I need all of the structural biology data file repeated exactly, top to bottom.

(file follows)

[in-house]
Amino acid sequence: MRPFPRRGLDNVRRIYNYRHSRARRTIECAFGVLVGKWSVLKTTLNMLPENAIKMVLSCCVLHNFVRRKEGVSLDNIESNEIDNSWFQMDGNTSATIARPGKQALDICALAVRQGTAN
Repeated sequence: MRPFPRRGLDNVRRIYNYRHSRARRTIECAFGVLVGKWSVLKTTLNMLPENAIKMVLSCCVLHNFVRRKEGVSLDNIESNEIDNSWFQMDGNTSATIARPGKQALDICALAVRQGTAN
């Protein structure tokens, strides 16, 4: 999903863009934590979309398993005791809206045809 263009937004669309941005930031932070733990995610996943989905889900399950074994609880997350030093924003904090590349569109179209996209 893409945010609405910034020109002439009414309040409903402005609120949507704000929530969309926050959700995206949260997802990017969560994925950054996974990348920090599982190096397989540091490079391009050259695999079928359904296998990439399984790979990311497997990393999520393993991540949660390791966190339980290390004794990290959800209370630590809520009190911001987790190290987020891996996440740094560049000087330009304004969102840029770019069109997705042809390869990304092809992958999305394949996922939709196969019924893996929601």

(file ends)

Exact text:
[in-house]
Amino acid sequence: MRPFPRRGLDNVRRIYNYRHSRARRTIECAFGVLVGKWSVLKTTLNMLPENAIKMVLSCCVLHNFVRRKEGVSLDNIESNEIDNSWFQMDGNTSATIARPGKQALDICALAVRQGTAN
Repeated sequence: MRPFPRRGLDNVRRIYNYRHSRARRTIECAFGVLVGKWSVLKTTLNMLPENAIKMVLSCCVLHNFVRRKEGVSLDNIESNEIDNSWFQMDGNTSATIARPGKQALDICALAVRQGTAN
């Protein structure tokens, strides 16, 4: 999903863009934590979309398993005791809206045809 263009937004669309941005930031932070733990995610996943989905889900399950074994609880997350030093924003904090590349569109179209996209 893409945010609405910034020109002439009414309040409903402005609120949507704000929530969309926050959700995206949260997802990017969560994925950054996974990348920090599982190096397989540091490079391009050259695999079928359904296998990439399984790979990311497997990393999520393993991540949660390791966190339980290390004794990290959800209370630590809520009190911001987790190290987020891996996440740094560049000087330009304004969102840029770019069109997705042809390869990304092809992958999305394949996922939709196969019924893996929601």